The joint research team of the School of Civil Engineering and the Department of Mechanical Engineering got the approval for borrowing the lunar samples collected by Chang’e-5 lunar probe for research purpose
On October 8th, 2021, the CNSA Lunar Exploration and Space Program Center (Lunar Sample Management Office) organized a review meeting on applications for borrowing lunar samples for research purposes in Beijing. After going through expert review, the application jointly submitted by Cui Yifei from Department of Hydraulic Engineering, Feng Peng from Department of Civil Engineering, and Xie Guoxin from Department of Mechanical Engineering was approved. They will be allowed to borrow lunar rock debris samples coded CE5C0800YJYX001GP, CE5Z0709YJYX002, and CE5Z0906YJYX005 with a total weight of 36.9mg. These are the first samples approved for and used by Tsinghua University in related research.
On November 24th 2020, the Long March-5 carrier rocket with the Chang’e-5 lunar probe was launched. The Chang’e-5 landed on December 1st in the pre-selected landing area on the front of the moon and completed lunar drilling, sampling, and packing tasks. The Chang’e-5 returner landed on Earth with lunar samples on the early morning of December 17th. The Chang’e-5 mission is the sixth mission of China’s lunar exploration project, which achieved unmanned sampling and returning from the moon for the first time in China.
The Chang’e-5 probe selected the basaltic area in the northwest region of Oceanus Procellarum (also known as the Ocean of Storms) (longitude at 51.9°E, latitude at 43.1°N) as the sampling site, which is a whole new sampling area of lunar surface sampling by man following the US Apollo mission and the former Soviet Union’s Luna mission. The lunar soil samples returned with Chang’e-5 are of great scientific value for a comprehensive understanding of the weathering, volcanism, regional geological background, and regional geological evolution on the lunar surface. In the lunar soil drilling and collection mission, the joint research team of the School of Civil Engineering and the Department of Mechanical Engineering of Tsinghua University researched the characteristics of deep-layer lunar soil and the development of simulated lunar soil for the key technology research and product development of the drilling subsystem, which supported the product design and experiment verification and made important contributions to the successful completion of the lunar soil drilling and collection mission of Chang’e-5.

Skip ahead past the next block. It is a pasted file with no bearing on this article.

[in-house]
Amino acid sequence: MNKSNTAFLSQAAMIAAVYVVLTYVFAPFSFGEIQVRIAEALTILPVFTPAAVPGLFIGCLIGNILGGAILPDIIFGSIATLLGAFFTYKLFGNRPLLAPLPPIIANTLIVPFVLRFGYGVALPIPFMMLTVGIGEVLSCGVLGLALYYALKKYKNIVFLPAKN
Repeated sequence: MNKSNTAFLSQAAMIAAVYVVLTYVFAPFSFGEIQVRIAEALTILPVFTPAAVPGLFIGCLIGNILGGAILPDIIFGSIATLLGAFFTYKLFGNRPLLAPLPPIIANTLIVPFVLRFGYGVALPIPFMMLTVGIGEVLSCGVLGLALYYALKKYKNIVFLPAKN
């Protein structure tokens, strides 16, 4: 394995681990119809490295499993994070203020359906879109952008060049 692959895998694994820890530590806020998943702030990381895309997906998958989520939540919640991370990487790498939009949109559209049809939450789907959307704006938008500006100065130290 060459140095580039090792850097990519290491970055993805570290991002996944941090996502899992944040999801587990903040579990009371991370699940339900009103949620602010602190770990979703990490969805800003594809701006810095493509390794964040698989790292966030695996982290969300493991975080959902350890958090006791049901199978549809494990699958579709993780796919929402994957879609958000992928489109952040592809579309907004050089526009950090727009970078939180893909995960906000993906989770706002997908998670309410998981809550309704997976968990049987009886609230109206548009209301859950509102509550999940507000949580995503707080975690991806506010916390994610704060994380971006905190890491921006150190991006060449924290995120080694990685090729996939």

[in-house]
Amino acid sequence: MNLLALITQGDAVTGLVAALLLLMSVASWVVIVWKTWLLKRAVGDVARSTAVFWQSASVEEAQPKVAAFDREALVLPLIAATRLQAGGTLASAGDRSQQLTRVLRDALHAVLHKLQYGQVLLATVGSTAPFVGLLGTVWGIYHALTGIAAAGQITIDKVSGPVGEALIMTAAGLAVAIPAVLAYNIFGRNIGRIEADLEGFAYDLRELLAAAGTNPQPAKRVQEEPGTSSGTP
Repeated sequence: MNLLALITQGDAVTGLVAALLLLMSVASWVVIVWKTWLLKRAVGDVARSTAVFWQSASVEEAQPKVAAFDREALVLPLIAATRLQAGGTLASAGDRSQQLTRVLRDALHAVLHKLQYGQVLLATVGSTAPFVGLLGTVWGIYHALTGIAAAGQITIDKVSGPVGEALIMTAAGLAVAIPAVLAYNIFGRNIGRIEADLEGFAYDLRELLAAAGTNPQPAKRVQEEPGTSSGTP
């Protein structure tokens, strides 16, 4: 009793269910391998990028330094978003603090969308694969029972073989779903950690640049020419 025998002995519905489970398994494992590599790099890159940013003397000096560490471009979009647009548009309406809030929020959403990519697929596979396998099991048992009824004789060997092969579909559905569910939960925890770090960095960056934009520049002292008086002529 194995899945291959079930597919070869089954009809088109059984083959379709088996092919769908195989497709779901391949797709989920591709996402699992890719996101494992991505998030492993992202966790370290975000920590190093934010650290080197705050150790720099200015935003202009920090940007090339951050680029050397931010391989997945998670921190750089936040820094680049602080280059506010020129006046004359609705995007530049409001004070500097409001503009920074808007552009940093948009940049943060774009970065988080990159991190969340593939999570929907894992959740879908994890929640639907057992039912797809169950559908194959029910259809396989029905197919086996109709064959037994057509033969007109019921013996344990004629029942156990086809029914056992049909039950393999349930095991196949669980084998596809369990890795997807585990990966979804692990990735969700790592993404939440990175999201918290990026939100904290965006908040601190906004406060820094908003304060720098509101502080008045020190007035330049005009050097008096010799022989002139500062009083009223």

The THU research team applied for lunar soil samples with the primary purpose of studying in-situ physical and mechanical behaviors of lunar soils and the properties of key structure materials for lunar surface construction based on lunar soils to provide scientific support for the lunar soil-structure interaction issues (such as the making of lunar soil bags, building foundation pits, and foundation stability) involved in future deep-level lunar exploration missions (such as lunar science work station, lunar base, and development and use of energy resources on the lunar surface).